Migraine Headache Symptoms

Migraine is a chronic condition characterized by recurring attacks.  A migraine headache is caused by vasodilatation (enlargement of blood vessels) in the brain and chemicals released by the nerves surrounding those blood vessels.

There are four types of migraine headache, each with its own set of symptoms.

1.       Common Migraine – Do not have an aura. Usually less severe than a classic migraine.

2.       Classic Migraine – A classic migraine is associated with an aura. An aura may be a visual, auditory or sensory event that indicates an impending migraine.

3.       Atypical Migraine – Is difficult to describe as it follows no set pattern of symptoms.

4.       Complicated Migraine – A migraine that has some form of neurological dysfunction that depends on the part of the brain being affected.

Some symptoms of migraine are:

  • An aura that may involve visual disturbances (flashing lights, blind spots); sensory anomalies (tingling, pins and needles sensation, strange smells); or auditory (hearing )
  • Nausea and vomiting
  • Diarrhea
  • Pale facial color
  • Cold hands and feet
  • All migraines typically have moderate to severe pain that is generally on one side of the head and around the temple area. This pain is increased by exercise or walking.
  • The pain moves from one side to the other, alternating sides from episode to episode.
  • Sensitivity to light and sound during an attack.

Pain that remains constant in the same place may not be from migraine pain.  This could indicate a more serious problem such as a brain tumor. This should be checked by you doctor.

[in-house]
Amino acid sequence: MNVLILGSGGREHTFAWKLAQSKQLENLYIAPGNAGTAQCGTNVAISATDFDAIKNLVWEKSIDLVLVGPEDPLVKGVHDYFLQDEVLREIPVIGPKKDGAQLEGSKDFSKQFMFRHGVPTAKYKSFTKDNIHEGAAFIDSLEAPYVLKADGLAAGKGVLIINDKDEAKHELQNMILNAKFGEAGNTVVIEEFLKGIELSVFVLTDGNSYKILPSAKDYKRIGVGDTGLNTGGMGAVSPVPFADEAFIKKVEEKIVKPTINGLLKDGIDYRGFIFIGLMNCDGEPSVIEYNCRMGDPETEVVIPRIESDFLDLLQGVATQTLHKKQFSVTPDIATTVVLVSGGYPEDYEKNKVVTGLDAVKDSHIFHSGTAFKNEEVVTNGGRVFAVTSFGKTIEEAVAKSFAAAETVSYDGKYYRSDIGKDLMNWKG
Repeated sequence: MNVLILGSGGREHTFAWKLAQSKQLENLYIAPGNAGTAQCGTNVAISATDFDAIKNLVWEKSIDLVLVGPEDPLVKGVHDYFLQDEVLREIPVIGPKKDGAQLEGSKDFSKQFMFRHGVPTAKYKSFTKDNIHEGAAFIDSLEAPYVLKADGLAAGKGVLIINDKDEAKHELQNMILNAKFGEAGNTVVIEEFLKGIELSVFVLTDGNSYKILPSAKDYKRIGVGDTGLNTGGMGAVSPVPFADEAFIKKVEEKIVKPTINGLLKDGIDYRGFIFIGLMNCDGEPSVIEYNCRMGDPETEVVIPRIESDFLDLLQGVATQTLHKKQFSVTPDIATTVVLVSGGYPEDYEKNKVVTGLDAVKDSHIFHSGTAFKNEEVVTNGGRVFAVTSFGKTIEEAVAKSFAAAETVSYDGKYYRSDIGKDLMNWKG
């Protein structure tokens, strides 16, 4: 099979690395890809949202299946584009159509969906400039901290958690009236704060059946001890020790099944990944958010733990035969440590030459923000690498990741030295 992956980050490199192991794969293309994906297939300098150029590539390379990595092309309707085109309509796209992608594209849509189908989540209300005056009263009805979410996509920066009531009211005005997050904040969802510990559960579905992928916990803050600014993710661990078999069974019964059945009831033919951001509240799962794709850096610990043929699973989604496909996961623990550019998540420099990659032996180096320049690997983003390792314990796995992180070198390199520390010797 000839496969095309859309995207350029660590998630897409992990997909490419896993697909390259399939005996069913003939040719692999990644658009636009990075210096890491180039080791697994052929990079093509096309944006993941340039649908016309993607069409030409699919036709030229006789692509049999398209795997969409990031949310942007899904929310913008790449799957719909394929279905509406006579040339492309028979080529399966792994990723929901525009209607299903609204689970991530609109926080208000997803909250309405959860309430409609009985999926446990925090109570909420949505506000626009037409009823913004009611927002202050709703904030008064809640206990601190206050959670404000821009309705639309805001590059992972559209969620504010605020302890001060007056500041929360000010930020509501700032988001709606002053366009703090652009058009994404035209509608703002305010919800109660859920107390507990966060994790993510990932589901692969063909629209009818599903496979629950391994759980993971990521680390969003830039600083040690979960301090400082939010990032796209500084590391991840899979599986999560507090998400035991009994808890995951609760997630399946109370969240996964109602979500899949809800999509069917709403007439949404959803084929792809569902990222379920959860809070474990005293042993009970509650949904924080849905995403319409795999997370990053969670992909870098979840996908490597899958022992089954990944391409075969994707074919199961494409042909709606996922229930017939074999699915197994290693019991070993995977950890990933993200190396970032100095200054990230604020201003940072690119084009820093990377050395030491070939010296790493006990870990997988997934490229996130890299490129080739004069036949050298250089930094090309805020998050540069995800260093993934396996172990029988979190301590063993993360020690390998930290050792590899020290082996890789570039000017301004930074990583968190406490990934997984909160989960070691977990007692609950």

Many times, even if there is not an aura prior to a migraine attack, there are warning signs indicating a coming migraine attack. 
These warning signs may occur hours or days prior to the attack:

  • Craving sweet or salty foods.
  • Irritability
  • Depression
  • Tiredness
  • Sometimes the hormonal fluctuation associated with a woman’s menstrual cycle can trigger a migraine.

The following criteria are used to diagnose migraine pain:

1.       Patient medical history that includes descriptions of migraine symptoms

2.       Family history that includes other family members with migraine pain.

3.       Neurological examination

4.       Blood tests, brain scanning, and/or spinal tap can be performed if indicated.

Treatment of migraine headache symptoms encompasses both medication and non-medication methods.

Non-medical methods are:

  • Ice
  • Biofeedback and relaxation
  • Dietary changes to avoid foods that trigger the migraine attacks. Some foods known to trigger migraines are sharp cheese (tyramine), wine (sulfites), nuts and pressed meats (nitrates)
  • Adequate sleep and exercise

Medication methods include:

  • Over the counter pain relievers such as acetaminophen, ibuprophen, and naproxen. Some contain caffeine which helps reduce vasodilatation.
  • Triptans which reduce inflammation and constrict the blood vessels. This stops the headache.
  • Ergots constrict blood vessels to abort a migraine as well. However they are more prone to cause nausea and vomiting and not as safe for those with heart issues.
  • Use of anti-emetics for vomiting and some narcotics are utilized in treating migraines.

Migraines can be debilitating.  A combination of therapies may be needed to control them.  Each person‘s body is unique in its reaction to the pain and treatment of migraines.

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